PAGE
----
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Bonfire night brings sparkle to the stock market!

  • Monday, November 8, 2021

Friday 5th November was another good day for world stock markets. In fact, the first week of November has given consistent daily returns to the world’s leading equity markets.

The Federal Reserve announced last Thursday that it would be starting the tapering of its US$120bn per month quantitative easing programme at a rate of US$15bn per month reduction. The level of reduction is US$5bn per month more than many expected, but shows that the Fed is confident the US economy can take this level of stimulus out of their economy. At this rate the QE programme will end in June 2022.

Markets took the news well as it has been trailed successfully. The US S&P 500 and Dow Jones Index both hit new highs. US 10-year treasury bonds yields fell to 1.45%.

The Fed also announced that it can be patient about rising interest rates. Fed Chairman, Jerome Powell has again expressed his opinion that price rise pressure is temporary but will persist well into 2022 but then fall back in Q2 and Q3. Mr Powell also confirmed that a US interest rate rise will not come until after the tapering support was ended.

The rise in stock market confidence is not just about the economy being able to take tapering but also that this quarters earning season has produced better than expected corporate profits. 82% of companies publishing their Q3 results came in higher than analysts had forecast. On top of this news the US economy was given a further boost with US employers taking on 531,000 new jobs in October. This follows 312,000 new jobs in September and 483,000 new jobs in August. Wage inflation is also rising at 4.9% over the past year which is ahead of US CPI inflation at 4.4%.

These solid job numbers are showing a consistent pattern of a return to work and that the Delta variant has not hindered this. The US economy is showing some momentum and there is an expectation that even larger numbers will return to work in November and December. If this is a pattern in the US, then it could be replicated in other developed countries as well.

The Fed will be under some pressure if the US job numbers keep on improving to look at interest rate rises sooner than 2023. The 531,000 new jobs in October indicates the fading impact of Delta Covid and helped put the recovery back on track. US unemployment rates fell from 4.8% in September to 4.6% in October. Whilst the recent job growth numbers have been encouraging, The US economy has struggled to lure millions of workers that became inactive during the pandemic, back into the jobs market. If there is not the return to the labour markets due to people simply deciding post lockdown that they do not want to, then full employment rates may come sooner than expected. A permanently smaller pool of workers could mean that the US economy reaches maximum employment earlier than anticipated.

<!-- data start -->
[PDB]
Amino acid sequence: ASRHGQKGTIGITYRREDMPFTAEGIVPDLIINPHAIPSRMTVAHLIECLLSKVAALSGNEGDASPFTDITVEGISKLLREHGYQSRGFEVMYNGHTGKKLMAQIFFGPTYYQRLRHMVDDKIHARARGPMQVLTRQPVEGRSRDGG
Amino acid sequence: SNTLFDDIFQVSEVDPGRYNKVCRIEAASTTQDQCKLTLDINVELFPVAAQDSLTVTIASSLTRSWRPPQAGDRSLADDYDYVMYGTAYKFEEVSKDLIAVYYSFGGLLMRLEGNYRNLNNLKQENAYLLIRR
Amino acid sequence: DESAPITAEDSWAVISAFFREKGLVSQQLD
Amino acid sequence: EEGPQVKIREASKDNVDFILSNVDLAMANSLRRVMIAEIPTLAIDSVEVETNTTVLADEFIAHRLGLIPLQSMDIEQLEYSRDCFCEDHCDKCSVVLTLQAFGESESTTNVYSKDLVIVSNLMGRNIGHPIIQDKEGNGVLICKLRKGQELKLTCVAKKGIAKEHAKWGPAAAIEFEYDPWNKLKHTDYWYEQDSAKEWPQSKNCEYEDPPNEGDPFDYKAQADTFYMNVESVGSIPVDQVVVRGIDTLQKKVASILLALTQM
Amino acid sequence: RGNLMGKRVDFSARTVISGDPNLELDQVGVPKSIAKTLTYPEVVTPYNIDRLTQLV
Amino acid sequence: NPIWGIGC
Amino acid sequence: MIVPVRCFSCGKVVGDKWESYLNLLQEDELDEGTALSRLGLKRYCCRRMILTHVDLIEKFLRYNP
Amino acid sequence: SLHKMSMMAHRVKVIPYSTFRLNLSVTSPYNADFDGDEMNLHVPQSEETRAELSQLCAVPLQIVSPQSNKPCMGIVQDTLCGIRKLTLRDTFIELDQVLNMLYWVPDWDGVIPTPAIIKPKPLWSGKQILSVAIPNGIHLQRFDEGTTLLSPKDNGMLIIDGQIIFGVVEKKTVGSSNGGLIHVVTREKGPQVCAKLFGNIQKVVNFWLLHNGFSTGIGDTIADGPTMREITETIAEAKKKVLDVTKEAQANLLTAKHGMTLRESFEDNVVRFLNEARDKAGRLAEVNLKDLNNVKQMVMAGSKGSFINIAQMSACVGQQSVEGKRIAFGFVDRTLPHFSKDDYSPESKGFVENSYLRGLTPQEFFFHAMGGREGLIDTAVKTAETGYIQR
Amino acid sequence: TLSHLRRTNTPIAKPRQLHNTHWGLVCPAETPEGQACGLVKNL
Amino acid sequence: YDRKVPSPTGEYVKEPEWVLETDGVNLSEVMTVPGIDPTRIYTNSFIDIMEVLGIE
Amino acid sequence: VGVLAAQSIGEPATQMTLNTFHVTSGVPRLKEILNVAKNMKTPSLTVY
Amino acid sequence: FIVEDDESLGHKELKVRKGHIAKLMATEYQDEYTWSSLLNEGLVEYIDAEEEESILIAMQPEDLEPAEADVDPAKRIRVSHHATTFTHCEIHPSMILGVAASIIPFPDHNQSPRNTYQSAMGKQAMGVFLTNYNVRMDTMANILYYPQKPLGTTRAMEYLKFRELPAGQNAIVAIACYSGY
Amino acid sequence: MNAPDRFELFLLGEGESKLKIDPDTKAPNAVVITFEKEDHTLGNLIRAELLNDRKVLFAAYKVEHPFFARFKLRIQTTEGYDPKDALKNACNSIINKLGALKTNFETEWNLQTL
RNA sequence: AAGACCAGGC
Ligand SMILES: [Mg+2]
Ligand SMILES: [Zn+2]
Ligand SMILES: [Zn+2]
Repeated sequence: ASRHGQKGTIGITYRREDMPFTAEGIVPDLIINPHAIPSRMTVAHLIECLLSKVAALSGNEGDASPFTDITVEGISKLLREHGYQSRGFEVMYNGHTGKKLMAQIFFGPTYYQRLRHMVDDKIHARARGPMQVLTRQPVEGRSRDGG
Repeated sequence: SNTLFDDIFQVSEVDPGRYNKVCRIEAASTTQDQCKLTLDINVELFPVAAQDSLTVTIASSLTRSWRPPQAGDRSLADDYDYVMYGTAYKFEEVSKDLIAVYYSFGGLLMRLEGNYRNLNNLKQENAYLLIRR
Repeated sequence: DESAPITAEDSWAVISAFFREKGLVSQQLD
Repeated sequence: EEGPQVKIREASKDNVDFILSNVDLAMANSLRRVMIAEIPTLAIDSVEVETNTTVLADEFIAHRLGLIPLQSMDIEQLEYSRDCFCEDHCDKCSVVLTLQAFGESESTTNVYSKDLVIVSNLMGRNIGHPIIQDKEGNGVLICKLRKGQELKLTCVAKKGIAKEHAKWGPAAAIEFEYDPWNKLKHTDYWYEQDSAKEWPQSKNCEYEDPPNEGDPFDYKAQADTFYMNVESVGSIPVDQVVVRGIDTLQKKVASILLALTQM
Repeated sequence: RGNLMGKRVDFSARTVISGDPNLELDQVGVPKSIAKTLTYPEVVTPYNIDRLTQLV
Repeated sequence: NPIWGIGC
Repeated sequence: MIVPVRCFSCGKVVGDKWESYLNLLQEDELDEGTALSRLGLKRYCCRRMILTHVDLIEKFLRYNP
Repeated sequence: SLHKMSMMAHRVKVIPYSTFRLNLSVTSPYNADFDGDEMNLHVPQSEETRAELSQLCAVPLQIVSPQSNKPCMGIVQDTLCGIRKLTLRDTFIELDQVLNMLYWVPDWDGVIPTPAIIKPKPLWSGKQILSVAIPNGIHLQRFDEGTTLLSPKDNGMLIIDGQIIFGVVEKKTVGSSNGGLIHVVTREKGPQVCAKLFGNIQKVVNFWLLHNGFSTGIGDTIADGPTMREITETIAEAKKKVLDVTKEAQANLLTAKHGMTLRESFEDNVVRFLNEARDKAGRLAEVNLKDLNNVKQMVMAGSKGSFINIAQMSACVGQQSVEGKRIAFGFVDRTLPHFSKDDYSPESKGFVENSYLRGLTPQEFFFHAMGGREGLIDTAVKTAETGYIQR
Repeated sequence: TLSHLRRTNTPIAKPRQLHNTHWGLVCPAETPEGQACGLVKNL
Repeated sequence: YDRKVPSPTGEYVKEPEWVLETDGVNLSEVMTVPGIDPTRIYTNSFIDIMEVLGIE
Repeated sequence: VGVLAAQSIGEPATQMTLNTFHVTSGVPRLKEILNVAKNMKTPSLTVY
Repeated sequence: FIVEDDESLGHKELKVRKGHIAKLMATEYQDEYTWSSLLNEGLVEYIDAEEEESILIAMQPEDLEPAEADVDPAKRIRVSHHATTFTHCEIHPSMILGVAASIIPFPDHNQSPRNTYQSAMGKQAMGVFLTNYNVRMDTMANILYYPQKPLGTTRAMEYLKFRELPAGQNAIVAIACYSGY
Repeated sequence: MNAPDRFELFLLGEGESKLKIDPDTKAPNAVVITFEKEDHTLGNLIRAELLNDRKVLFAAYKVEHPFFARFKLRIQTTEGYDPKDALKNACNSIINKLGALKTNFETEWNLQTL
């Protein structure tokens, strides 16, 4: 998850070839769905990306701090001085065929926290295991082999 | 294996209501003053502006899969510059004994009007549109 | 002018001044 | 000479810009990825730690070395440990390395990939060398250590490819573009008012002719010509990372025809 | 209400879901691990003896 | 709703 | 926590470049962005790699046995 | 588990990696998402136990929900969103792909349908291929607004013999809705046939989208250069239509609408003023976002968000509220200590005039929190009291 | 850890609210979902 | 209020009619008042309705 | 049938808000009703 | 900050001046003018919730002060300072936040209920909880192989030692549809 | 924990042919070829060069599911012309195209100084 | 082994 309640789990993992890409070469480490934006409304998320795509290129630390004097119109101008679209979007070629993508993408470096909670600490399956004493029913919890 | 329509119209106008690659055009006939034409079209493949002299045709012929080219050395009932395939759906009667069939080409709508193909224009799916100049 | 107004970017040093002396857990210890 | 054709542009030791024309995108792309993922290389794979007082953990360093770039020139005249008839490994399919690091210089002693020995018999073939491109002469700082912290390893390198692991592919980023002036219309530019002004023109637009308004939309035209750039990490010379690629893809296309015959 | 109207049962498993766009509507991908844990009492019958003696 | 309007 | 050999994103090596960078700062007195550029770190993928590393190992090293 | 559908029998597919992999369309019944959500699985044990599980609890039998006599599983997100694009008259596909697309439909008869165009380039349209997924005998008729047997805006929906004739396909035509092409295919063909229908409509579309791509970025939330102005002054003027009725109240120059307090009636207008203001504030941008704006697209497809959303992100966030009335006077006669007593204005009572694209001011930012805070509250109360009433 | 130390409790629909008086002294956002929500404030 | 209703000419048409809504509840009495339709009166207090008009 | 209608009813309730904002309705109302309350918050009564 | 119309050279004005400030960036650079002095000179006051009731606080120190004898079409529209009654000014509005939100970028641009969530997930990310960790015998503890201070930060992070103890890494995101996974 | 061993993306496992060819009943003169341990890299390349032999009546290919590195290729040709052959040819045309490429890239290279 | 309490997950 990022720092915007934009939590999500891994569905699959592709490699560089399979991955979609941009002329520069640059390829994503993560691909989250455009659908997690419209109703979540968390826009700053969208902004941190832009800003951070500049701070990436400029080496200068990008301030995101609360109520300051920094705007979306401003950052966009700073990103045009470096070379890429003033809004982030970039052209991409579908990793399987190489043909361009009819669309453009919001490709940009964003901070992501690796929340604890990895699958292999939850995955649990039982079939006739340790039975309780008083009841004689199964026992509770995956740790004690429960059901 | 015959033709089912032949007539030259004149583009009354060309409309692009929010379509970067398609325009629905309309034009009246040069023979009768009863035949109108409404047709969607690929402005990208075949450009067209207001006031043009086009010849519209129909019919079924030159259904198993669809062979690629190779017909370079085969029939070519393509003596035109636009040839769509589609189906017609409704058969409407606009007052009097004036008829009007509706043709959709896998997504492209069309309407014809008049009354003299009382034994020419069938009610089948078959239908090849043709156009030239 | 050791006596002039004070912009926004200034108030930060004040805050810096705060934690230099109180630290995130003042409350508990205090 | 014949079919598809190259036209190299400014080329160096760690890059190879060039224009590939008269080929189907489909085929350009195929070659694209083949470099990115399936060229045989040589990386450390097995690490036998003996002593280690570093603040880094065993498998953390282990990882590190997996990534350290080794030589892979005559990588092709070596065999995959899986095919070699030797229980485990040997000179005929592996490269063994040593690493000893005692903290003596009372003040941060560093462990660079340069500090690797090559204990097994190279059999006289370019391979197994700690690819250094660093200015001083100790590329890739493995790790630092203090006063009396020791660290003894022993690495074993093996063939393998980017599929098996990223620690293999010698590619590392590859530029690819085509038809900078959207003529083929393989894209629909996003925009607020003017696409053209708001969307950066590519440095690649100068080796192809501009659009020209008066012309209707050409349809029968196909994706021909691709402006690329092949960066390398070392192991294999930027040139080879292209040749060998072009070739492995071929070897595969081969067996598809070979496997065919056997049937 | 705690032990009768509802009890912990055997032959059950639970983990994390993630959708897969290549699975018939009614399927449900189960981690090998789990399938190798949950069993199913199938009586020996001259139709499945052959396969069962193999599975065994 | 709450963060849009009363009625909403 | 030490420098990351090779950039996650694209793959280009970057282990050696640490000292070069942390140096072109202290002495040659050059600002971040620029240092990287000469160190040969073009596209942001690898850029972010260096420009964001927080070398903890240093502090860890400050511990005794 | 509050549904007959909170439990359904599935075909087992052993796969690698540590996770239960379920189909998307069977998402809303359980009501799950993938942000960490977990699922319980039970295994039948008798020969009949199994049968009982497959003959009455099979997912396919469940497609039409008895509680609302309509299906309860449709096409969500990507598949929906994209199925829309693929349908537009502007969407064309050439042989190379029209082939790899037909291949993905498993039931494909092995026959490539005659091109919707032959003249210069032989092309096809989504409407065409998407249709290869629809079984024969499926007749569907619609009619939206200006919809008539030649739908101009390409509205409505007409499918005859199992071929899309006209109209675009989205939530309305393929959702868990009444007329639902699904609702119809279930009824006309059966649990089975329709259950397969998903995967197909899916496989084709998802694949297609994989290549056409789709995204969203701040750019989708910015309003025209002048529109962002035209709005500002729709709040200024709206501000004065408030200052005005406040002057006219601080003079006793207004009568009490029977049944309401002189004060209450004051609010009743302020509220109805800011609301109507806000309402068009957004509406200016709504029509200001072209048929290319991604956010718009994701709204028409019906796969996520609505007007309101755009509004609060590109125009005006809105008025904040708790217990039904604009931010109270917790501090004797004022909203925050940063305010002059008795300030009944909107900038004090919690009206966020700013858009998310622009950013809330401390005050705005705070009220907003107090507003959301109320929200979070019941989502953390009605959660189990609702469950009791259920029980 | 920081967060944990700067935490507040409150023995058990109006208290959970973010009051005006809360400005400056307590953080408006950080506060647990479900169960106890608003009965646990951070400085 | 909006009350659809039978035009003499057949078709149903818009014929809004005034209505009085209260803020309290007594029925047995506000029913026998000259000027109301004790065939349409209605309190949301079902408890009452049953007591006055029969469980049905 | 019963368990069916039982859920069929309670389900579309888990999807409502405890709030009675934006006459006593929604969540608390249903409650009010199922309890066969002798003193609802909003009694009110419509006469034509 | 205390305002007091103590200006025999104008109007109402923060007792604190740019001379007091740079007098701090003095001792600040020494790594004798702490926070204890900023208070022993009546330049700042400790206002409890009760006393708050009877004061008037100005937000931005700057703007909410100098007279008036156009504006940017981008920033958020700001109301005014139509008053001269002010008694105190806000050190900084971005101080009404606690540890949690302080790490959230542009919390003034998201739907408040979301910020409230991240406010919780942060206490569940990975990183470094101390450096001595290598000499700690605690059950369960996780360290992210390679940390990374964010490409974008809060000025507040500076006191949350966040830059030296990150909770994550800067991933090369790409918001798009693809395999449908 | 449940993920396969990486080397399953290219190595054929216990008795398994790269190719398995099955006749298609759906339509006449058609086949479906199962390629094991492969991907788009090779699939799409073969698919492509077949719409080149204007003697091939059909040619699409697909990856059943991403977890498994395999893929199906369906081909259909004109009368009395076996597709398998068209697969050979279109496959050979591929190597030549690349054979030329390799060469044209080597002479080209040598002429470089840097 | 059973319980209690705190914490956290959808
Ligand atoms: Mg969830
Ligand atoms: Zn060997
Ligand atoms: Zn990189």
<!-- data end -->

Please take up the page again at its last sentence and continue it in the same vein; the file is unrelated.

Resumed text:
A tighter jobs market is likely to be inflationary and therefore may prompt the Fed to hike rates in 2022 rather than 2023.

The Federal Reserve were not the only central bank to make a monetary policy announcement last week. Governor Andrew Bailey, confirmed that the Bank of England (BoE) monetary committee had, after earlier trailing the likelihood of a UK interest rate rise, instead voted to keep UK rates at 0.1%. The BoE committee voted 7-2 in favour of leaving rates unchanged as ‘there was value in waiting to see how the jobs market will come to terms with the end of the furlough scheme’ Mr Bailey did not rule out a rate rise in the months ahead.

Many analysts had suggested that they thought the BoE may be premature in rising UK interest rates as a rate rise would not solve the supply chain and labour shortages.

Chancellor Rishi Sunak, has had the good fortune to be able to use the improvement in the UK economy to be able to announce some big spending plans in the Budget on 27th October. The Chancellor was also keen to ensure that UK government debt will be falling by the end of the parliamentary term. Mr Sunak’s desire to get the public finances in order is another reason why many thought that the BoE’s earlier forward signalling over a rate rise, however modest was likely at this stage.

Despite the fears over supply chains, inflation, energy prices and labour shortages, the S&P 500 produced its best week performance in the past three months. The success of the S&P 500 was also matched by the European Euro Stoxx 50 and Euro Stoxx 600 hitting all-time highs and the FTSE 100 reaching 7303 which is a post pandemic high point.

Our own portfolios benefited from this rally with performances across the range beating the respective national average returns over the past one, three and six months.

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Chris Davies

Chris Davies

Chartered Financial Adviser

Chris is a Chartered Independent Financial Adviser and leads the investment team.

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